The basic network structure of the Gameover botnet. Source: FBI

The basic network structure of the Gameover botnet. Source: FBI

The Gameover botnet code also includes a failsafe mechanism that can be invoked if the botnet’s P2P communications system fails, whether the failure is the result of a faulty malware update or because of a takedown effort by researchers/law enforcement. That failsafe is a domain generation algorithm (DGA) component that generates a list of 1,000 domain names each week (gibberish domains that are essentially long jumbles of letters) combined with one of six top-level domains; .com, .net, .org, .biz, .info and .ru. In the event the infected Gameover systems can’t get new instructions from their peers, the code instructs the botted systems to seek out domains from the latest list of 1,000 domains generated by the DGA until it finds a site with new instructions.

HUNDREDS OF ‘WEB INJECTS’

The Gameover malware was designed specifically to defeat two-factor authentication used by many banks. It did so using a huge collection of custom-made scripts known as “Web injects” that can inject custom content into a Web browser when the victim browses to certain sites — such as a specific bank’s login page. Web injects also are used to prompt the victim to enter additional personal information when they log in to a trusted site. An example of this type of Web inject can be seen in the video below, which shows an inject designed for Citibank customers. Continue reading →


05
Jun 14

They Hack Because They Can

The Internet of Things is coming….to a highway sign near you? In the latest reminder that much of our nation’s “critical infrastructure” is held together with the Internet equivalent of spit and glue, authorities in several U.S. states are reporting that a hacker has once again broken into and defaced electronic road signs over highways in several U.S. states.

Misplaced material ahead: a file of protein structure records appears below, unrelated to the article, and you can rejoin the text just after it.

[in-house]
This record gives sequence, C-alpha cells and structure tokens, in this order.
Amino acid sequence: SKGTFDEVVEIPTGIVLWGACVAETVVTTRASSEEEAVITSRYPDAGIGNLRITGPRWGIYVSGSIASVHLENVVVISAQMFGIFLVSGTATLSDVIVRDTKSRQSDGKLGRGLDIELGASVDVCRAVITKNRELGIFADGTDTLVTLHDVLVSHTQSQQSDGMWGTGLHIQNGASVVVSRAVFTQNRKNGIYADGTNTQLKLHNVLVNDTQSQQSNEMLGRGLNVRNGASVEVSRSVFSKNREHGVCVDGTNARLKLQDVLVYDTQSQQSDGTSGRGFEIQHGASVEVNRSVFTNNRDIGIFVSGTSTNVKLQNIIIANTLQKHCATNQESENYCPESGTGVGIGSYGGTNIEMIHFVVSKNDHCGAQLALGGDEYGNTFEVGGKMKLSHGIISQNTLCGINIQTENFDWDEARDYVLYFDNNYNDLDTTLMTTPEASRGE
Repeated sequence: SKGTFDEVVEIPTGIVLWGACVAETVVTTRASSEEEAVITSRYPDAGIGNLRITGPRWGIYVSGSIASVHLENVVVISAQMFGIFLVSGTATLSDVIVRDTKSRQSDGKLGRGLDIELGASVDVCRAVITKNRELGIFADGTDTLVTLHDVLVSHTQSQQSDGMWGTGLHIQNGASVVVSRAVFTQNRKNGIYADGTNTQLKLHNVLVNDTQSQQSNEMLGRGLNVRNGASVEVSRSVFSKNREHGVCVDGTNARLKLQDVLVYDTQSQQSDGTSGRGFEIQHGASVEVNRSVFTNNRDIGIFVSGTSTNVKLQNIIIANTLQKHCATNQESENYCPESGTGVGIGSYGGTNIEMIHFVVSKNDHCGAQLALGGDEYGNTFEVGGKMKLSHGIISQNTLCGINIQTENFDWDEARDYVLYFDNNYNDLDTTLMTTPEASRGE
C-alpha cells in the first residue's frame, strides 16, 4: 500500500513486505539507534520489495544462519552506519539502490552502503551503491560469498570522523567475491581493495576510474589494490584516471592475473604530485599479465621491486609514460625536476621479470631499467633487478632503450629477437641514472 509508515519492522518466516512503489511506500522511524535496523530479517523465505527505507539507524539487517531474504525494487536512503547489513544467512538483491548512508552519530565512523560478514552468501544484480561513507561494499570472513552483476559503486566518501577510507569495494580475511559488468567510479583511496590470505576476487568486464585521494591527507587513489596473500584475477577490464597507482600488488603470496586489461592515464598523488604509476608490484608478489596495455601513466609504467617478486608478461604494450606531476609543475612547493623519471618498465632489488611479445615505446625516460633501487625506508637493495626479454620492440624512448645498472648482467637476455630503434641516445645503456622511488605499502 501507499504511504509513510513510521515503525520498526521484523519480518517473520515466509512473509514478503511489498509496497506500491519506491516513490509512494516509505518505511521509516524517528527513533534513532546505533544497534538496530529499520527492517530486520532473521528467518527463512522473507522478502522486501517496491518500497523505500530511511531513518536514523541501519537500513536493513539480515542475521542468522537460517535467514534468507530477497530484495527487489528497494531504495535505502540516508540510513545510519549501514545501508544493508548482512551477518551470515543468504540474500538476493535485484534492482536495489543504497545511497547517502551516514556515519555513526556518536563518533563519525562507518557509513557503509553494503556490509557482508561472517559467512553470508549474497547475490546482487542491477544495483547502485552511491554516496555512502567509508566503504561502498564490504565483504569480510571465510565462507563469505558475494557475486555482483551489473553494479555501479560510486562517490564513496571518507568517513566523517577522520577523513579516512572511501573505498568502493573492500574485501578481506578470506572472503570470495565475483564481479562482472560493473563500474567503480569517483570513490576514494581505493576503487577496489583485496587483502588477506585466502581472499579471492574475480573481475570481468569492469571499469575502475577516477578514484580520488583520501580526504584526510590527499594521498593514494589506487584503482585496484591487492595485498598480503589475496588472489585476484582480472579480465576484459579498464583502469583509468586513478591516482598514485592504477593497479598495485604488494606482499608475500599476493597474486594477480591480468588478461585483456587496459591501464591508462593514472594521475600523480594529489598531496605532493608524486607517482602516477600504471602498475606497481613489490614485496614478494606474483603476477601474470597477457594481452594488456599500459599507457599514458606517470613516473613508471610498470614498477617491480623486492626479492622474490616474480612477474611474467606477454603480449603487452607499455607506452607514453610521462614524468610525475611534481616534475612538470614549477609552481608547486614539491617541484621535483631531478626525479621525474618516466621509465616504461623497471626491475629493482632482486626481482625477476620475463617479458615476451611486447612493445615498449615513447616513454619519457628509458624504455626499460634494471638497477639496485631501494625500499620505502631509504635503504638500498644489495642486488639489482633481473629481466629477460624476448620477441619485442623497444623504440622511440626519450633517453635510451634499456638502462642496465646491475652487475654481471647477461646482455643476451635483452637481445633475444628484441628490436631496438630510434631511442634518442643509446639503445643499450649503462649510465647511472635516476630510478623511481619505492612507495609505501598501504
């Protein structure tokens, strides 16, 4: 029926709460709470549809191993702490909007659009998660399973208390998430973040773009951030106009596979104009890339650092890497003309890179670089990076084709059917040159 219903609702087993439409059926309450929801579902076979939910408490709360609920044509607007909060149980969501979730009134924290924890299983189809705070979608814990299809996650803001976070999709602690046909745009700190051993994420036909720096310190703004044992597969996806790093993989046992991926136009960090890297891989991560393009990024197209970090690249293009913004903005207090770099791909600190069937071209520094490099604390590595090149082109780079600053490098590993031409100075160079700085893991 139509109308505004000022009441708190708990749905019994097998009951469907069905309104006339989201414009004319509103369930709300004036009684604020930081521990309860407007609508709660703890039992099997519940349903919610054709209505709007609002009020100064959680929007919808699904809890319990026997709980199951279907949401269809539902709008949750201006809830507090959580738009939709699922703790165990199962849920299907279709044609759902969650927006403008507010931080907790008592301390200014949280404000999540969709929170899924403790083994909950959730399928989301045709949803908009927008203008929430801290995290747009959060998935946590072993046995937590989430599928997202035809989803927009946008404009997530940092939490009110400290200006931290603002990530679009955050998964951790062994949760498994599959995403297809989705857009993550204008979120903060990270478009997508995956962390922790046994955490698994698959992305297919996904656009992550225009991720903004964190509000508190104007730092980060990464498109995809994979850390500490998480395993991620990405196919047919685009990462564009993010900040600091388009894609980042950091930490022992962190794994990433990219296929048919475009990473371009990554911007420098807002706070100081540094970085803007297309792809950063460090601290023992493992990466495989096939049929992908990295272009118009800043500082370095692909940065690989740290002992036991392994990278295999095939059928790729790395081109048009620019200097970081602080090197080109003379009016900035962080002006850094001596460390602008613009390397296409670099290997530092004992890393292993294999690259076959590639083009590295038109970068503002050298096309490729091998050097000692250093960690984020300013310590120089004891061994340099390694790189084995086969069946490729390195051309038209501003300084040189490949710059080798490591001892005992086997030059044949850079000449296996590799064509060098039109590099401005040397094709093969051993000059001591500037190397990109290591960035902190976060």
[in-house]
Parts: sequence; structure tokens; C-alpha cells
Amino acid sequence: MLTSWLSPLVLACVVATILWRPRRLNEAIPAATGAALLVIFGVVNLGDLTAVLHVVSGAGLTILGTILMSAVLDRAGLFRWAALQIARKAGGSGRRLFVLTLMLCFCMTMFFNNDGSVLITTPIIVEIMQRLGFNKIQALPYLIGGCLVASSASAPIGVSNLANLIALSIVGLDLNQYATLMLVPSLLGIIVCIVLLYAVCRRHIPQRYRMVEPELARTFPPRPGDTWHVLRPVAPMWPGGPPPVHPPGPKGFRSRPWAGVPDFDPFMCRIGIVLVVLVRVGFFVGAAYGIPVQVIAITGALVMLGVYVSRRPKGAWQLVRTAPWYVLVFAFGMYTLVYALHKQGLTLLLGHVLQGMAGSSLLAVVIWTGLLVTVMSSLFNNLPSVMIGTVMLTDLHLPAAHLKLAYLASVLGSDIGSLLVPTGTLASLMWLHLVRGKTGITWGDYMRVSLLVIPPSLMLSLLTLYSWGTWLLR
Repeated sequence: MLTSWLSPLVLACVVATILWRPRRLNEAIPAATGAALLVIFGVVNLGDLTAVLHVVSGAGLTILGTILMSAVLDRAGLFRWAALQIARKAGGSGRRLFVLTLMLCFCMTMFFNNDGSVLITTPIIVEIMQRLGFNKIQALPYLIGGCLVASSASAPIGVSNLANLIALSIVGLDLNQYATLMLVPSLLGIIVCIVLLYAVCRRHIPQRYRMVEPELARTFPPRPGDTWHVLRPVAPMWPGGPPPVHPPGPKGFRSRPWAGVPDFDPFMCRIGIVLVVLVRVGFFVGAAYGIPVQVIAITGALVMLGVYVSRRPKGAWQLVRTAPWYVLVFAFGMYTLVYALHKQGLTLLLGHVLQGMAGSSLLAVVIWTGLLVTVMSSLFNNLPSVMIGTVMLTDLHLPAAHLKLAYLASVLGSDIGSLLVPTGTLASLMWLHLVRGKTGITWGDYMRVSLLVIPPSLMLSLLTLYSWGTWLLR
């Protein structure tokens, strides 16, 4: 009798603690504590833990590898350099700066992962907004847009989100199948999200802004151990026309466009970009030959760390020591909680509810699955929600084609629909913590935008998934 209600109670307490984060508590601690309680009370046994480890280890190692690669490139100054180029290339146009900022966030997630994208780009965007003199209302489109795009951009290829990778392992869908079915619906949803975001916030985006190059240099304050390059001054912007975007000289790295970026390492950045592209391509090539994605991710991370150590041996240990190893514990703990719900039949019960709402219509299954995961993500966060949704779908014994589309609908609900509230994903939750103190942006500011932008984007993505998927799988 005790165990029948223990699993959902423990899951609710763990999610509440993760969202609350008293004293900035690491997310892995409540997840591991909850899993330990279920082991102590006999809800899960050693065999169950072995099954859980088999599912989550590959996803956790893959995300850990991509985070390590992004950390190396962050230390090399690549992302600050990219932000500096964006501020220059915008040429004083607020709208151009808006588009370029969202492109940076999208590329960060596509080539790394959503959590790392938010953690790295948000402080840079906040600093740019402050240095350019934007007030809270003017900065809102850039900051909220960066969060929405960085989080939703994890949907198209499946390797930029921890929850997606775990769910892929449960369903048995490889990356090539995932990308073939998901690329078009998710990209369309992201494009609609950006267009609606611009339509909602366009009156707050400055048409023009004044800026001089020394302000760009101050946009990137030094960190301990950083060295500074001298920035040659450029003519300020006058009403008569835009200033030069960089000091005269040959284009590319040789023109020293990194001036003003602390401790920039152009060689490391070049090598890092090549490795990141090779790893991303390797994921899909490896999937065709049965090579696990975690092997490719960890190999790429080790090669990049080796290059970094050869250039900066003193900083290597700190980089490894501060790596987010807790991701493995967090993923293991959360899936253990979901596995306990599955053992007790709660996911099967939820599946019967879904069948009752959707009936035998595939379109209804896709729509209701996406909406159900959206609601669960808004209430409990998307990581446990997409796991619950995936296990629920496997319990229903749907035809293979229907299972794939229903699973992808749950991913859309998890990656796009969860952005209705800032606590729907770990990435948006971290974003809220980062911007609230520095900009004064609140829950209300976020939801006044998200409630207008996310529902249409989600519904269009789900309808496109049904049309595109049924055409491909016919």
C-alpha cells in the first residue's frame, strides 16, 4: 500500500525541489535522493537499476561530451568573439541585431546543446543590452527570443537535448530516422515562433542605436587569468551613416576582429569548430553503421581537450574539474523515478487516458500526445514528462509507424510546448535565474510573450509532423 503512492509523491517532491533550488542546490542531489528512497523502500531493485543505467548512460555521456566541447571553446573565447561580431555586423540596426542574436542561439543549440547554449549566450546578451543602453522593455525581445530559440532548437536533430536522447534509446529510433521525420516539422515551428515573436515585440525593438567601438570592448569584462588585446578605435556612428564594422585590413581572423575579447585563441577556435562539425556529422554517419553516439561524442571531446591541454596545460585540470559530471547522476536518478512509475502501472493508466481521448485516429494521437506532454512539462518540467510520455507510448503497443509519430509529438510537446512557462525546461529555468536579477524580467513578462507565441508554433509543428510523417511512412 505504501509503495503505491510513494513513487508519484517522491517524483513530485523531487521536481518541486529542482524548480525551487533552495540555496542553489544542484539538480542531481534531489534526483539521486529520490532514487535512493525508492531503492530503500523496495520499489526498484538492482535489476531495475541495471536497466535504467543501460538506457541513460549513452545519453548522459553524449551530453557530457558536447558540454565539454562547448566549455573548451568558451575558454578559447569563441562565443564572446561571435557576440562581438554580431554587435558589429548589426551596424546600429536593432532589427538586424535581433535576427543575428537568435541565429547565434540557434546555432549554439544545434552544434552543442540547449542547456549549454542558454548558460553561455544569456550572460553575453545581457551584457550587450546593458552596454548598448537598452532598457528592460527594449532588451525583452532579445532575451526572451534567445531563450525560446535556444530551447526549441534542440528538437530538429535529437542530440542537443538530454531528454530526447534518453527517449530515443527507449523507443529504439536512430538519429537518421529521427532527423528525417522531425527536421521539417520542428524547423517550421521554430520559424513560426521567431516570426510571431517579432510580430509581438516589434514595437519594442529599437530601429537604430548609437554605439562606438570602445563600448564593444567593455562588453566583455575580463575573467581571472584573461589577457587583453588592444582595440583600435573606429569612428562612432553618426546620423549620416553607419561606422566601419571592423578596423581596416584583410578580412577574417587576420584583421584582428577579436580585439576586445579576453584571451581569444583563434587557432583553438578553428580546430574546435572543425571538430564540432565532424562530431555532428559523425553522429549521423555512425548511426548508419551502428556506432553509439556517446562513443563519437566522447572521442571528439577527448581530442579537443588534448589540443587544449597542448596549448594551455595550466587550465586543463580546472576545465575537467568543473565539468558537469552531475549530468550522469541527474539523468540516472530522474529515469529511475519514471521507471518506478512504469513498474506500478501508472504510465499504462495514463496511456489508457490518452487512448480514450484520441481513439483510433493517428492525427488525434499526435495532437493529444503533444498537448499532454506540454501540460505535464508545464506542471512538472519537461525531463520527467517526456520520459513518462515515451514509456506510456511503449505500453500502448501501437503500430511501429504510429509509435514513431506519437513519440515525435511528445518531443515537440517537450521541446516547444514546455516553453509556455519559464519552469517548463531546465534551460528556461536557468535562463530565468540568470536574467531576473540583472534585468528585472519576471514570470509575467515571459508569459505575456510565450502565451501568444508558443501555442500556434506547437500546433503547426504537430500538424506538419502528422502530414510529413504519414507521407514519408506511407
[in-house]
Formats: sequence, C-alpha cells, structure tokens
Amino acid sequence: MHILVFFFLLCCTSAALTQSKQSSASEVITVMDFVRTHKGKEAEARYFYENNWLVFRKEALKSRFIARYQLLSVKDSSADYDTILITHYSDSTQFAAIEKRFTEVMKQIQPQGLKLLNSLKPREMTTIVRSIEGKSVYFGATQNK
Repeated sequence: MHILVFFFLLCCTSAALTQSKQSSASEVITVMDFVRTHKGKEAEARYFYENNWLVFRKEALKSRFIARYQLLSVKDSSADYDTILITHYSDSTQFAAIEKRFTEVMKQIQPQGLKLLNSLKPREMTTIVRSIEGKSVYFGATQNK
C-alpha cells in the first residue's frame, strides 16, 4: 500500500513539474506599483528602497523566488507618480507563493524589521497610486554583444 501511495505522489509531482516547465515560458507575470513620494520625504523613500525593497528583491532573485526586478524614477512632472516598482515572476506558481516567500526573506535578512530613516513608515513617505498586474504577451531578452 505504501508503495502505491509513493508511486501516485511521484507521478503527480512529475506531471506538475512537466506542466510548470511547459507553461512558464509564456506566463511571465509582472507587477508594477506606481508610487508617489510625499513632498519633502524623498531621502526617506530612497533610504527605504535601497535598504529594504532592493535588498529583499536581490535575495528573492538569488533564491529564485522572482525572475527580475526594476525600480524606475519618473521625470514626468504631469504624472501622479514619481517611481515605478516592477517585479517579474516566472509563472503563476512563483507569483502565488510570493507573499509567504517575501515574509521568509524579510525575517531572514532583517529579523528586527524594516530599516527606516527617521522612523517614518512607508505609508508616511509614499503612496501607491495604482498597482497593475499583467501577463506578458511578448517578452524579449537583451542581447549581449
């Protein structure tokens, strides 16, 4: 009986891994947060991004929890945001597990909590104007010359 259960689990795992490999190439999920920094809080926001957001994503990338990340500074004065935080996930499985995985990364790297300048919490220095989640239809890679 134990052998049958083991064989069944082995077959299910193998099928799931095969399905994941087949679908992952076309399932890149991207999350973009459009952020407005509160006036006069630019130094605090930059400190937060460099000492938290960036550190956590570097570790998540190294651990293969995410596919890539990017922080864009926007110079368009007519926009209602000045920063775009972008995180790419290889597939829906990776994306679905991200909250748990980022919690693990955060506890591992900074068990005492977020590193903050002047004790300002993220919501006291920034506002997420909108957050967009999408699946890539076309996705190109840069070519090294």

Image: WNCN.

Image: WNCN.

Earlier this week, news media in North Carolina reported that at least three highway signs there had apparently been compromised and re-worded to read “Hack by Sun Hacker.” Similar incidents were reported between May 27 and June 2, 2014 in two other states, which spotted variations on that message left by the perpetrator, (including an invitation to chat with him on Twitter).

The attack was reminiscent of a series of incidents beginning two years ago in which various electronic message signs were changed to read “Warning, Zombies Ahead”.

While at least those attacks were chuckle-worthy, messing with traffic signs is no laughing matter: As a report by the Multi-State Information Sharing and Analysis Center (MS-ISAC) points out, changes to road signs create a public safety issue because instead of directing drivers through road hazards, they often result in drivers slowing or stopping to view the signs or take pictures.

That same MS-ISAC notice, obtained by KrebsOnSecurity and published here (PDF), points out that these incidents appear to be encouraged by sloppy security on the part of those responsible for maintaining these signs.

“Investigators in one state believe the compromise may be in part due to the use of weak Simple Network Management Protocol (SNMP) community strings. Investigators in another state believe the malicious actor used Telnet port 23 and a simple password cracker to gain remote access. In one state the malicious actor changed the modem passwords, forcing technicians to restore to factory default settings to regain access.”

Continue reading →